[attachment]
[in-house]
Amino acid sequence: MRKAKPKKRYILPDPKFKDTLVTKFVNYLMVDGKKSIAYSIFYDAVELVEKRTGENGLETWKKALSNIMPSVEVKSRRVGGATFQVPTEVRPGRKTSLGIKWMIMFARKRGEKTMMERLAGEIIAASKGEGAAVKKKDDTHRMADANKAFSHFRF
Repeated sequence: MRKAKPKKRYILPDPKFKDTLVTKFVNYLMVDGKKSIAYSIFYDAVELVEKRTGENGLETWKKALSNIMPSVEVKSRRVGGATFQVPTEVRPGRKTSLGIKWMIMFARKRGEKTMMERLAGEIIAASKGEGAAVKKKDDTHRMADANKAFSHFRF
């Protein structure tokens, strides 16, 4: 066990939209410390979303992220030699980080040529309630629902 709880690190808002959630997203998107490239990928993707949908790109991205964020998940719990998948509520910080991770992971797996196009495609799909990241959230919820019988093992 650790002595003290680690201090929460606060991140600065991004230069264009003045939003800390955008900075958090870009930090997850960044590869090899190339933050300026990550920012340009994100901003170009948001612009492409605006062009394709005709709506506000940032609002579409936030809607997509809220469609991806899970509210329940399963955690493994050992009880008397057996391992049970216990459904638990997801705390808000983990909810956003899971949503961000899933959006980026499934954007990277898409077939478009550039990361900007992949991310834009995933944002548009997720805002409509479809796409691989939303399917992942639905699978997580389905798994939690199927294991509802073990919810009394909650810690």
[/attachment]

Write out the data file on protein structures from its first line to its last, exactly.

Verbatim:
[in-house]
Amino acid sequence: MRKAKPKKRYILPDPKFKDTLVTKFVNYLMVDGKKSIAYSIFYDAVELVEKRTGENGLETWKKALSNIMPSVEVKSRRVGGATFQVPTEVRPGRKTSLGIKWMIMFARKRGEKTMMERLAGEIIAASKGEGAAVKKKDDTHRMADANKAFSHFRF
Repeated sequence: MRKAKPKKRYILPDPKFKDTLVTKFVNYLMVDGKKSIAYSIFYDAVELVEKRTGENGLETWKKALSNIMPSVEVKSRRVGGATFQVPTEVRPGRKTSLGIKWMIMFARKRGEKTMMERLAGEIIAASKGEGAAVKKKDDTHRMADANKAFSHFRF
């Protein structure tokens, strides 16, 4: 066990939209410390979303992220030699980080040529309630629902 709880690190808002959630997203998107490239990928993707949908790109991205964020998940719990998948509520910080991770992971797996196009495609799909990241959230919820019988093992 650790002595003290680690201090929460606060991140600065991004230069264009003045939003800390955008900075958090870009930090997850960044590869090899190339933050300026990550920012340009994100901003170009948001612009492409605006062009394709005709709506506000940032609002579409936030809607997509809220469609991806899970509210329940399963955690493994050992009880008397057996391992049970216990459904638990997801705390808000983990909810956003899971949503961000899933959006980026499934954007990277898409077939478009550039990361900007992949991310834009995933944002548009997720805002409509479809796409691989939303399917992942639905699978997580389905798994939690199927294991509802073990919810009394909650810690």